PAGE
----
Let’s Get Started Casting - Part 2
Lubing your boolits
(Part 1, written March, 2019, can be found here - https://www.hipointfirearmsforums.com/articles/lets-get-started-casting.329/ )
[Pan Lubing - one way to lube bullets]
The first article in 2019 talked about equipment and the basics of casting. Hopefully, this will address the next step for those who now, in these uncertain times, have decided to “roll yer own”
So, here you sit with a tin full of freshly minted, shiny silver bullets. Now what? Well, first step is getting some lube on the little critters. Lube is one of the things that keeps the lead from stripping off in your barrel - or that’s the theory anyway. There are three basic ways to lube bullets. The easiest is tumble lubing. Use a lube like Liquid Alox (commonly called Mule Snot). It’s fairly cheap and I mix mine 50/50 with Johnson's Paste Wax. Some also add 10% mineral spirits. Make sure the lube is well liquefied (I heat mine in a metal pan in the winter), then dump about 100 bullets into an old Kool Whip container, pour a SMALL amount of lube in and swirl the bullets until they are coated. A little goes a long way! Dump the bullets on waxed paper and let them dry overnight. Done!
[Tumble lubing is the easiest and cheapest for beginners]
The second way is called pan lubing. Stand your bullets upright in a shallow pan. Melt the lube (Any lube will work. I use bee’s wax, lanolin and olive oil, but I’m cheap). Pour the liquid lube around the bullets and let everything stand until the lube cools and hardens. You can make a “cookie cutter” from an empty UNPRIMED and unsized case by simply drilling the primer hole larger. Press the case mouth down over the bullet until it hits the bottom of the pan, then twist and lift. Use a small punch or finishing nail to push the lubed bullet out. Again, Done. You can refill the holes with fresh bullets and stick it in the oven at 350* for about 15 minutes to remelt the lube. Just don’t let SWMBO* catch you!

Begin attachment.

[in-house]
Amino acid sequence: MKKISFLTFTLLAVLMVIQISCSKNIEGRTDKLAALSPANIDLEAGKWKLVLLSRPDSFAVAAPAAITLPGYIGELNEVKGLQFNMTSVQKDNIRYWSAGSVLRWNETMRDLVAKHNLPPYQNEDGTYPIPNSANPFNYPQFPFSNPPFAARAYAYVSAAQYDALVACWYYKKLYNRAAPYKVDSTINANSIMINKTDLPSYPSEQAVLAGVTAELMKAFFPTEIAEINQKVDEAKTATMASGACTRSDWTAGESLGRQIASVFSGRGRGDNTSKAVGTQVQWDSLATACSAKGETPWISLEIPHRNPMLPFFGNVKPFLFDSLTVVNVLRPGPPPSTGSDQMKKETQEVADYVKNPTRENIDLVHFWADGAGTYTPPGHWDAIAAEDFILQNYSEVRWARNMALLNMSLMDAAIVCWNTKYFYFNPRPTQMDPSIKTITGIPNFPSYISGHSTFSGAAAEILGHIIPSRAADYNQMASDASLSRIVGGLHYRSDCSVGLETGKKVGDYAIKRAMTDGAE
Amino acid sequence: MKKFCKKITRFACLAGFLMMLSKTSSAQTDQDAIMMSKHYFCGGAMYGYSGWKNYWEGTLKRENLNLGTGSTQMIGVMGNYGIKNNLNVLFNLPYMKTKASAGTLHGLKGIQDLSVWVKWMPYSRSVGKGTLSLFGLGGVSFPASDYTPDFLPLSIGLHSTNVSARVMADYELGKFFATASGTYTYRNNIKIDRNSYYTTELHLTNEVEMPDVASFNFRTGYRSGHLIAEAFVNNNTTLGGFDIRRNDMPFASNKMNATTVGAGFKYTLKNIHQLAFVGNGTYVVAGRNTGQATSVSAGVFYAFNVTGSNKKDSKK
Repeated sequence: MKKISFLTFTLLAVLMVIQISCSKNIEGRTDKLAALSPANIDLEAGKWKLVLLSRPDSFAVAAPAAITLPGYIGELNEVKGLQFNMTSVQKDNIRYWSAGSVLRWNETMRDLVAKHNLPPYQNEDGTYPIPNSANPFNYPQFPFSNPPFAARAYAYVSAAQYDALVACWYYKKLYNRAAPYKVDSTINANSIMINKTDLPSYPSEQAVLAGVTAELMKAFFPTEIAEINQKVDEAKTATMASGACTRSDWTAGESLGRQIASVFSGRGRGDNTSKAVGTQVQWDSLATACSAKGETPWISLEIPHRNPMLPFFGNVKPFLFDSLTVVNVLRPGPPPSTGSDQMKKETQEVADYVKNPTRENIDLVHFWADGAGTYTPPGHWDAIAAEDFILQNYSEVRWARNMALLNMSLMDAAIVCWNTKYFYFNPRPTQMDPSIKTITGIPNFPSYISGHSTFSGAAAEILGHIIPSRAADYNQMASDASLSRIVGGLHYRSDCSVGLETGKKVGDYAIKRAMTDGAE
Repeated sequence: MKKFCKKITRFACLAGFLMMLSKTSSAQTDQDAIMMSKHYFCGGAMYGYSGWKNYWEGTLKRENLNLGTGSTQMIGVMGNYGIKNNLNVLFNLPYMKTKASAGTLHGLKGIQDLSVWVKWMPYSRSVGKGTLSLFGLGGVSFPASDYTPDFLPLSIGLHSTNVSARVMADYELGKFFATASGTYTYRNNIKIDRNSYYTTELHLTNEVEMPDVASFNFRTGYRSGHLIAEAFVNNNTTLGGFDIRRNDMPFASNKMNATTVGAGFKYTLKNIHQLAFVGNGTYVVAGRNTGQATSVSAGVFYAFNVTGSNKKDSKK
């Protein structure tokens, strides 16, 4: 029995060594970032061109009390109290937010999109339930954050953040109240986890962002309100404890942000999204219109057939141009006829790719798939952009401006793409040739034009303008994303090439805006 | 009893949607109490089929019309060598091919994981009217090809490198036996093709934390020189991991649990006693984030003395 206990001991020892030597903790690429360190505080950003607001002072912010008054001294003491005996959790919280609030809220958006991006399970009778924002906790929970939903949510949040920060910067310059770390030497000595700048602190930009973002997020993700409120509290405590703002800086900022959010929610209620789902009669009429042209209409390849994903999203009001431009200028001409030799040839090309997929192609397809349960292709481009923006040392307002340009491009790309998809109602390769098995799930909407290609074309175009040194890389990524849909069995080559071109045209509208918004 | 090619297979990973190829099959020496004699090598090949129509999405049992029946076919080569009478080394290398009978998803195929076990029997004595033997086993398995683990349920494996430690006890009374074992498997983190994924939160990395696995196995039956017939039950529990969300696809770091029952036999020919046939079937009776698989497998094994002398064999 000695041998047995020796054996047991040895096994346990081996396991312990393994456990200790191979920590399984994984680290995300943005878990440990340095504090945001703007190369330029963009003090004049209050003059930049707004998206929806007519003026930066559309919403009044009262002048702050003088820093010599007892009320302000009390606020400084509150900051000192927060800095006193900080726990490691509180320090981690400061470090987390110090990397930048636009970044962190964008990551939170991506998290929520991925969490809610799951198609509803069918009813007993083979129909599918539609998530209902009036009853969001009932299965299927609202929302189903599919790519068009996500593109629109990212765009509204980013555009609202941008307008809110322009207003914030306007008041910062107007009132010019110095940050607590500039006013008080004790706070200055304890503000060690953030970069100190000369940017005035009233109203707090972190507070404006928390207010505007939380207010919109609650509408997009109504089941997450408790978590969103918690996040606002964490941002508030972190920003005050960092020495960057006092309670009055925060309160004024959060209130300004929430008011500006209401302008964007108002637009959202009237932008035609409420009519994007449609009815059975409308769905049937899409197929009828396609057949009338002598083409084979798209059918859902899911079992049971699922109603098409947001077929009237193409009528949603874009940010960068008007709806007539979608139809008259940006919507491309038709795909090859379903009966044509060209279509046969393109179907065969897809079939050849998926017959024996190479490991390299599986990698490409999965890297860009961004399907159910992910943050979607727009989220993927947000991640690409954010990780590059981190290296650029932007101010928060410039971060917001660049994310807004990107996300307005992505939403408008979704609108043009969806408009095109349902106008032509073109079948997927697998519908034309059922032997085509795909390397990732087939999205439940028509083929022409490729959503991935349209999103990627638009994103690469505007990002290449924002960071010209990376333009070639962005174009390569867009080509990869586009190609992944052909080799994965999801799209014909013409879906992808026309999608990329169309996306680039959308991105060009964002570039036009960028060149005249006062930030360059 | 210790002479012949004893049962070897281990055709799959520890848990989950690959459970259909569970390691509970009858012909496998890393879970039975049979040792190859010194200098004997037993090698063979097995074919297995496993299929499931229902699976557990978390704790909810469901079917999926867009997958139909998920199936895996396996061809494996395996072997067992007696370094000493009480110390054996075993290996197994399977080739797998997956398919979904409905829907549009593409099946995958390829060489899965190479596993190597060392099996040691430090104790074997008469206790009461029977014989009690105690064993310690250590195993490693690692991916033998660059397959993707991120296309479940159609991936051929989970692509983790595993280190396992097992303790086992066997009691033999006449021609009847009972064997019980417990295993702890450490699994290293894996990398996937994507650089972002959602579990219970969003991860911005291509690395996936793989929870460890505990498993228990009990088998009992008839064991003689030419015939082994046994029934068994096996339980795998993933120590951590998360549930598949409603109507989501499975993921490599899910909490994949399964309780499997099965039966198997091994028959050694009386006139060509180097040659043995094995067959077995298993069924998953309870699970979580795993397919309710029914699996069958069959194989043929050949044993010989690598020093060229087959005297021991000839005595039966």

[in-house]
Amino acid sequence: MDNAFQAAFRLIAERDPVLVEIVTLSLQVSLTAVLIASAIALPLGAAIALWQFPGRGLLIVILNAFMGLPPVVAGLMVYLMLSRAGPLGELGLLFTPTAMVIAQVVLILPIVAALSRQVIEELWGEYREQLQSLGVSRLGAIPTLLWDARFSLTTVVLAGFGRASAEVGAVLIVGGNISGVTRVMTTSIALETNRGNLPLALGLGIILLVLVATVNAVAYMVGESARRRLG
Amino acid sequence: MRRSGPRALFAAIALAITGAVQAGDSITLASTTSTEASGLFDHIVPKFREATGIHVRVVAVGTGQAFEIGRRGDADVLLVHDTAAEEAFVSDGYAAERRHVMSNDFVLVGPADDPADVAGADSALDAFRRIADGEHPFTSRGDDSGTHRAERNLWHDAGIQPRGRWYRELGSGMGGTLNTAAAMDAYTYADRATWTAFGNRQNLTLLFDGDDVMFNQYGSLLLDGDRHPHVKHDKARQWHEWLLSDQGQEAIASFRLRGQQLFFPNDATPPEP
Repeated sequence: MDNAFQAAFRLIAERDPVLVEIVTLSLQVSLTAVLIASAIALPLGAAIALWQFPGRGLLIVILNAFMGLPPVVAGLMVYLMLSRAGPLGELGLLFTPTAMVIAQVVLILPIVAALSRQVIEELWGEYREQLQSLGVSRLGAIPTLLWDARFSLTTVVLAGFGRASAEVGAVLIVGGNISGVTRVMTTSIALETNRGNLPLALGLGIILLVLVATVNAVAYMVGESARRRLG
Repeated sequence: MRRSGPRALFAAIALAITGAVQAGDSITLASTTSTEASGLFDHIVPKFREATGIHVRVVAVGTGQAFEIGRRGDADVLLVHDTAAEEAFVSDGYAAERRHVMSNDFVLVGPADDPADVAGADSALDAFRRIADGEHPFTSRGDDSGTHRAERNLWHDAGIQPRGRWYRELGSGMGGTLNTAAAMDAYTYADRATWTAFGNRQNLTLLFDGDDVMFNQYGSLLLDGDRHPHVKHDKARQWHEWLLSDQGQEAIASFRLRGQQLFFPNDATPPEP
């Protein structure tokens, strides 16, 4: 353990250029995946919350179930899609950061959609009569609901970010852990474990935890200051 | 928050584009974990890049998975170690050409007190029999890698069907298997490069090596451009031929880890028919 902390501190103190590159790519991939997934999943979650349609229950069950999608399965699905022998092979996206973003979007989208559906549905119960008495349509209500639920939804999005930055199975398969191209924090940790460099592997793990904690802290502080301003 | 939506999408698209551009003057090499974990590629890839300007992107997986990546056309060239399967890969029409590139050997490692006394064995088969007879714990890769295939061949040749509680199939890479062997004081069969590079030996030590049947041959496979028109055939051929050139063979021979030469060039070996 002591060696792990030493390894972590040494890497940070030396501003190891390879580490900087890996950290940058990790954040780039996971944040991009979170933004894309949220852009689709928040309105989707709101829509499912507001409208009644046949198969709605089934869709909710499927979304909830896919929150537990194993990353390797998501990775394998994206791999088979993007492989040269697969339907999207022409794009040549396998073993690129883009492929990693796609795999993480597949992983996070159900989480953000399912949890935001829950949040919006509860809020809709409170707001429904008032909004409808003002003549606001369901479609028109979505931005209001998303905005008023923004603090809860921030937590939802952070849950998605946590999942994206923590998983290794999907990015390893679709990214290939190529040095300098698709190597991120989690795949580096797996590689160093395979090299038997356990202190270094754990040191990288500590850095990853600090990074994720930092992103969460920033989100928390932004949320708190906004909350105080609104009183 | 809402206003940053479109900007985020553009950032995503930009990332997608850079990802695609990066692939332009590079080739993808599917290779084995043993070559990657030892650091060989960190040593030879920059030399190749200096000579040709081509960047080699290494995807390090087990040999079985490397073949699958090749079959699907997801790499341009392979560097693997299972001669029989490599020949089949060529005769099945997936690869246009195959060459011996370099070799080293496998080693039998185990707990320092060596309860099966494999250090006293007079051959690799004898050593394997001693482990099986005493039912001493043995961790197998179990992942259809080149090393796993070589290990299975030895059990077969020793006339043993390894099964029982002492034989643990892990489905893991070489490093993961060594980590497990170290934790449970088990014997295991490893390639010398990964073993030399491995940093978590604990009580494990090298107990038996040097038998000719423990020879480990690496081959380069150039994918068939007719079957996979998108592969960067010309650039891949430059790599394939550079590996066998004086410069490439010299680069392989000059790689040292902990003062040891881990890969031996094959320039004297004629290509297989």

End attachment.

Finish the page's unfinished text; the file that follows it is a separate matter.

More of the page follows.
[Star Lubrisizer - one of many automatic lubricating sizers available]
The final way is to use a lubrisizer. This is a machine that looks a lot like a press. But has a reservoir for lube and a way of forcing the lube into the bullet lube grooves. There are many different machines, some using stick lubes, some using liquid lube, some have heaters… All of them work on the same basic principle. Put a bullet in the holder, push it into the dies in the machine, pump lube into the lube grooves, and remove the bullet. The big advantage here is that the machine also sizes and, if necessary, adds a gas check, to the bullet. It is, however, the most expensive method of the three.
There you have it. Tumble lubing requires little more than lube and a container. It works best for low velocity bullets, as the lube will be fairly soft. Pan lubing is a little more complicated, but allows using harder lubes that take more heat and allow bullets to be pushed faster. Machine lubing is the most expensive but also the most versatile. Experiment - and enjoy!
*Editor's Note: SWMBO - Pronounced "swahm-bow." Acronym for "She Who Must Be Obeyed." The origin of the term is from H. Rider Haggard's 19th century African adventure novel "She." Today it is commonly used to refer to the writer's Significant Other.